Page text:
The ABFO_{0} algorithm is based on the producer-scrounger foraging model. In ABFO_{0}, the algorithm evolution process is divided into multiple explore/exploit phases, each characterized by the different classes of bacterial individuals—producers and scroungers—depending on the particular run-length unit that they used. In explore phases, the bacterial producer explores the search space using the large run-length unit, which permits them to explore the whole space to locate global optimum and avoid becoming trapped in local optima. While in exploit phases, the bacterial scroungers join the resource (i.e., the best-so-far solutions) found by the producers and perform exploitation of their neighborhood. The ABFO_{1} algorithm is based on the animal searching strategy, ACS. Each bacterium in ABFO_{1} can be characterized by focused and deeper exploitation of the promising regions and wider exploration of other regions of the search space. The algorithm achieves this by decreasing the run-length unit of each bacterium to encourage exploitation when it enters the promising region with high fitness while increasing it to improve the exploration when the bacterium finds difficulties during exploitation.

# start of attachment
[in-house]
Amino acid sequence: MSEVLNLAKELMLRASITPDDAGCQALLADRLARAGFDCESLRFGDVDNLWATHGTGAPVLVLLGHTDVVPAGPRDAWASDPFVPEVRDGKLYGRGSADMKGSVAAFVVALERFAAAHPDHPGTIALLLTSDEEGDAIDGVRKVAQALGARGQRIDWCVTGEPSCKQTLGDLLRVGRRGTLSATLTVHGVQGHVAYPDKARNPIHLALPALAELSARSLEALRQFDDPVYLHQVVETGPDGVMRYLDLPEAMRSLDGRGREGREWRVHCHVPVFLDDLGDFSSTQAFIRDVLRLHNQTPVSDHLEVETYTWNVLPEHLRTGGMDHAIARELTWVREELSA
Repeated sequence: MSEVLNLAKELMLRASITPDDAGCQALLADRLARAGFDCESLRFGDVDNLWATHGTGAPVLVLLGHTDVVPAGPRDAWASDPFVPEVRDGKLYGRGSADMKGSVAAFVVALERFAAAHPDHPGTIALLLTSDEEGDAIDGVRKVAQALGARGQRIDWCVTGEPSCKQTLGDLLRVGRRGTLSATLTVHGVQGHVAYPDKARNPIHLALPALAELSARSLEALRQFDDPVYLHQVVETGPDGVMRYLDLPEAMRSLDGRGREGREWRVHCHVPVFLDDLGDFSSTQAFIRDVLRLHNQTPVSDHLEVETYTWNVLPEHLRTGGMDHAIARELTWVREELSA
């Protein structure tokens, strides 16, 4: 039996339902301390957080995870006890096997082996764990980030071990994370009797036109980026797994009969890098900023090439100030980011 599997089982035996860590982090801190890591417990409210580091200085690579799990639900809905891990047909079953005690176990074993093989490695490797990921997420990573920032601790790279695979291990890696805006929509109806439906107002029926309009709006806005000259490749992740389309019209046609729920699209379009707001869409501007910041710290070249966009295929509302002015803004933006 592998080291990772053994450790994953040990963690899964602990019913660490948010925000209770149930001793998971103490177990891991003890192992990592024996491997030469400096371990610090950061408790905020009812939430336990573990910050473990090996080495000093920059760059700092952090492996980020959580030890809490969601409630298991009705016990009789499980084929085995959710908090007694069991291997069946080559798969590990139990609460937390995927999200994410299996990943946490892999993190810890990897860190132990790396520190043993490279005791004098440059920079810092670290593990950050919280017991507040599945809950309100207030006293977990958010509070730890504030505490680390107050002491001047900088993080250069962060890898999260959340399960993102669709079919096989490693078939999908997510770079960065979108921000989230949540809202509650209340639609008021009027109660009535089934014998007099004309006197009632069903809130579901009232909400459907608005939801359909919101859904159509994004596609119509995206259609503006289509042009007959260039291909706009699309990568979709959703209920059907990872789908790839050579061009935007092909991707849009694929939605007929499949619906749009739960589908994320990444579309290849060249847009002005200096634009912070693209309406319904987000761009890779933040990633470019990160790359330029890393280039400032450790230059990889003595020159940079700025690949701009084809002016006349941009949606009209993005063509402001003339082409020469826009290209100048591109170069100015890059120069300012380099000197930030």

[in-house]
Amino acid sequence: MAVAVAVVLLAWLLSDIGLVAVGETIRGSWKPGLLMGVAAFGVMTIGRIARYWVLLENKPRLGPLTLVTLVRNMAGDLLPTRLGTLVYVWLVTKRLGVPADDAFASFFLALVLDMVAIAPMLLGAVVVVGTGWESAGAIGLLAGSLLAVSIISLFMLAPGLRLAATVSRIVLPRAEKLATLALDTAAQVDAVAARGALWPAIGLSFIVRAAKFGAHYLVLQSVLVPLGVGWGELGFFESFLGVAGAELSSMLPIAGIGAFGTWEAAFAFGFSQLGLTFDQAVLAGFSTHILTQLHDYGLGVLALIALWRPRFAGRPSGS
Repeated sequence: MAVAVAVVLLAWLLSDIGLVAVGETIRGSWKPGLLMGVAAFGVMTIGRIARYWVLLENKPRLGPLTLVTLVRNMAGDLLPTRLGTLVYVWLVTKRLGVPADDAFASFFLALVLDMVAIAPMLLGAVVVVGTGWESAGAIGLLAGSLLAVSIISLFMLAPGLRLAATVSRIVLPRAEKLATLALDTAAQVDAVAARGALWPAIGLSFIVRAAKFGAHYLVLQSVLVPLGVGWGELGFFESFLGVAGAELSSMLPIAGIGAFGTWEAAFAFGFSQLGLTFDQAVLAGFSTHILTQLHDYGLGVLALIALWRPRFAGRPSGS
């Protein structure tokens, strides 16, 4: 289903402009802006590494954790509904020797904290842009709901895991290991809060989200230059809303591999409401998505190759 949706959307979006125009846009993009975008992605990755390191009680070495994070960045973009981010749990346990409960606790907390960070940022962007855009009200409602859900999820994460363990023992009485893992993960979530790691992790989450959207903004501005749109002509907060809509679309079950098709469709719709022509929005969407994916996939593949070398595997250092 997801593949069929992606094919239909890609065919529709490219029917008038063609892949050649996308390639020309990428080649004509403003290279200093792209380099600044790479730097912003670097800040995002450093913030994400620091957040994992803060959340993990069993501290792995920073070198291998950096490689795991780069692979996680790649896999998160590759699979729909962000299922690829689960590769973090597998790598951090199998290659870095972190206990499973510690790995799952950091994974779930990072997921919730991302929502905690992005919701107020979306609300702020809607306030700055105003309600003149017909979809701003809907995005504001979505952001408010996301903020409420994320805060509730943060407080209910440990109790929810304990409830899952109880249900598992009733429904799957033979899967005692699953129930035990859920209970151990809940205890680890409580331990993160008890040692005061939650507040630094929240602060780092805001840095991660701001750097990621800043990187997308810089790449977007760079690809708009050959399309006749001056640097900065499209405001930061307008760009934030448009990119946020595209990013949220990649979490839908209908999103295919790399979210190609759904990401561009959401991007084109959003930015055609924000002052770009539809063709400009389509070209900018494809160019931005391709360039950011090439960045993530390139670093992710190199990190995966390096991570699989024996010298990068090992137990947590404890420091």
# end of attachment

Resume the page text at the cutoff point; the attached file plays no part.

This automatic alternate shifting between exploitation and exploration during execution is a noticeable feature of the adaptive mechanisms we propose, because it shows how the algorithm decides by itself when to explore and when to exploit the searching space.

Four widely used benchmark functions have been used to test the ABFO algorithms in comparison with the original BFO, the standard PSO and the real-coded GA. The simulation results are encouraging: the ABFO_{0} and ABFO_{1} are definitely better than the original BFO for all the test functions and appear to be comparable with the standard PSO and GA.

There are ways to improve our proposed algorithms. Further research efforts should focus on the tuning of the user-defined parameters for ABFO algorithms based on extensive evaluation on many benchmark functions and real-world problems.

This paper is supported by the National 863 Plans Projects of China under Grants 2008AA04A105 and 2006AA04119-5, and the Natural Science Foundation of Liaoning Province under Grant 20091094.